Among these areas of mutual collaboration I would like to stress here, Mr Ambassador, that of education to which the Church has contributed with countless educational institutions whose prestige is recognized by society as a whole. The role of education cannot, in fact, be reduced to the mere transmission of knowledge and skills that aim to form a professional but must include all the aspects of the person, from his social side to his yearning for the transcendent.
For this reason it is appropriate to reaffirm, as was confirmed in the above-mentioned Agreement of 2008, that far from implying that the State assumes or imposes a specific religious creed, denominational religious teaching in state schools, means recognition of religion as a necessary value for the person’s integral formation. And the teaching in question cannot be reduced to a generic sociology of religions, because there is no such thing as generic, non-denominational religion. Thus, not only does denominational religious teaching in state schools do no damage to the secularism of the State, but in addition it guarantees the right of their parents to choose the education for their children, thereby contributing to promote the common good.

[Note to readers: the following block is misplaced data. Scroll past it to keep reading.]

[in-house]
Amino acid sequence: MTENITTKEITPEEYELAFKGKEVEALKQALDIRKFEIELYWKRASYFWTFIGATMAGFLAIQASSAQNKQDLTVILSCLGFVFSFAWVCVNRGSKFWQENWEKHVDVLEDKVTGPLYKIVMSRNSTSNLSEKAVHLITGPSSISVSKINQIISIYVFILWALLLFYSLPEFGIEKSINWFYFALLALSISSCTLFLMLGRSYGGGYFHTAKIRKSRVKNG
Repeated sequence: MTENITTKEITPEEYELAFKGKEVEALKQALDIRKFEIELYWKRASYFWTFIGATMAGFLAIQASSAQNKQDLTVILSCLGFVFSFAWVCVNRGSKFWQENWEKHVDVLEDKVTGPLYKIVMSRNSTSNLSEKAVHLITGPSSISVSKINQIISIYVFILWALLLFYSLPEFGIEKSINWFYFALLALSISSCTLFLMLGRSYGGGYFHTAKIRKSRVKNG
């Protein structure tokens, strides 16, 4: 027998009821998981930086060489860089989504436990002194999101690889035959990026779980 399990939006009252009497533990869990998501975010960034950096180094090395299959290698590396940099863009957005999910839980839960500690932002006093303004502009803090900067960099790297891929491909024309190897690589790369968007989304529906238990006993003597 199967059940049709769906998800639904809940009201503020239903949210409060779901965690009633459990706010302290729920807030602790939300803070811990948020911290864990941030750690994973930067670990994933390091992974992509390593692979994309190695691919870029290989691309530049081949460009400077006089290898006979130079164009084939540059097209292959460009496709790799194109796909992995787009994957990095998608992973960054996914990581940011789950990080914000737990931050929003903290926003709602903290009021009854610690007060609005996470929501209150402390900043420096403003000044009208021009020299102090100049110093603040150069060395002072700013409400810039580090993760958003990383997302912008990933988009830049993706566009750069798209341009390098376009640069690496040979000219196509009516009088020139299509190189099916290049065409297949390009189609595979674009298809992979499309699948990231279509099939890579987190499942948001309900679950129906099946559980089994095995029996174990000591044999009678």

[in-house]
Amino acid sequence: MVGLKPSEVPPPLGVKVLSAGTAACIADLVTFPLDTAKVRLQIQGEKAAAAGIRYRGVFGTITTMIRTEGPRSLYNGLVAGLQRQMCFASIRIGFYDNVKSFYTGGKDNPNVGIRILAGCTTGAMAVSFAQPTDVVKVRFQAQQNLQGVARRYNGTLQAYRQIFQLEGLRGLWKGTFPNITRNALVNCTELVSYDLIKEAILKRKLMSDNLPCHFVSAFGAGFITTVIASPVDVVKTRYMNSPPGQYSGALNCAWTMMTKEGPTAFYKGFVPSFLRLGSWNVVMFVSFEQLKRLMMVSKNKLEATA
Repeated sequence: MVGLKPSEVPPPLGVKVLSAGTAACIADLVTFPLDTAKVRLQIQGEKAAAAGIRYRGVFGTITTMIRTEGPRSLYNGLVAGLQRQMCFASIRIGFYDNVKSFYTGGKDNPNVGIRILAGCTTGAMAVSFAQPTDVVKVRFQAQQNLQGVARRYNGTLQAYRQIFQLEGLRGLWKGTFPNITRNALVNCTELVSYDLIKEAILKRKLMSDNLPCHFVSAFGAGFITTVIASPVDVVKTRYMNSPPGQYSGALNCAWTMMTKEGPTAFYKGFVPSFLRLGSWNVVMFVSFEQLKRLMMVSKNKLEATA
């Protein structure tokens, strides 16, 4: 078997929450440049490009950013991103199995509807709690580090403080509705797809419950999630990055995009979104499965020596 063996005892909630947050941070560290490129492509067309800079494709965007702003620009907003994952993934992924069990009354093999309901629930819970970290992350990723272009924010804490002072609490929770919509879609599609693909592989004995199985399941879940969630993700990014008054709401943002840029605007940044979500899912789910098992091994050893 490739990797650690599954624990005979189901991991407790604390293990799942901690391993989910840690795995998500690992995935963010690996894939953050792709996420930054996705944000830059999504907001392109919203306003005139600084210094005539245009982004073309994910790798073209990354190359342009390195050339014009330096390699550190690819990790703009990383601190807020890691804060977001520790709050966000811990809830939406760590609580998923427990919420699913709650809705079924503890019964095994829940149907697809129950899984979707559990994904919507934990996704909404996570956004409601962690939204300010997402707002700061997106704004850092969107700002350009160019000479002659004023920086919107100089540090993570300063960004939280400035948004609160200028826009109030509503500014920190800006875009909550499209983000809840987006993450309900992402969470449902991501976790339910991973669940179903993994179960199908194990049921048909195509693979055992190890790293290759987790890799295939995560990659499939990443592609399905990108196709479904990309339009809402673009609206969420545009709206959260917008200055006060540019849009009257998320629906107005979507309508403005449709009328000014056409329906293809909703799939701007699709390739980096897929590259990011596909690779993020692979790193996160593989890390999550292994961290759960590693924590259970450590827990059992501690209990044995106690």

Lastly, in the field of social justice the Brazilian Government knows it can count on the Church as a privileged partner in all its initiatives that aim to uproot hunger and poverty. The Church “cannot and must not replace the State. Yet at the same time she cannot and must not remain on the sidelines in the fight for justice” (Encyclical Letter Deus Caritas Est, n. 28). This is why she will always gladly contribute to the assistance of the neediest people, helping them to raise themselves from their situation of wretchedness, poverty and exclusion.
Mr Ambassador, as I conclude this meeting I renew my good wishes to you for the success of your mission. The various Dicasteries of the Roman Curia will always be at your service as you carry it out.
© Copyright 2011 - Libreria Editrice Vaticana
Copyright © Dicastero per la Comunicazione - Libreria Editrice Vaticana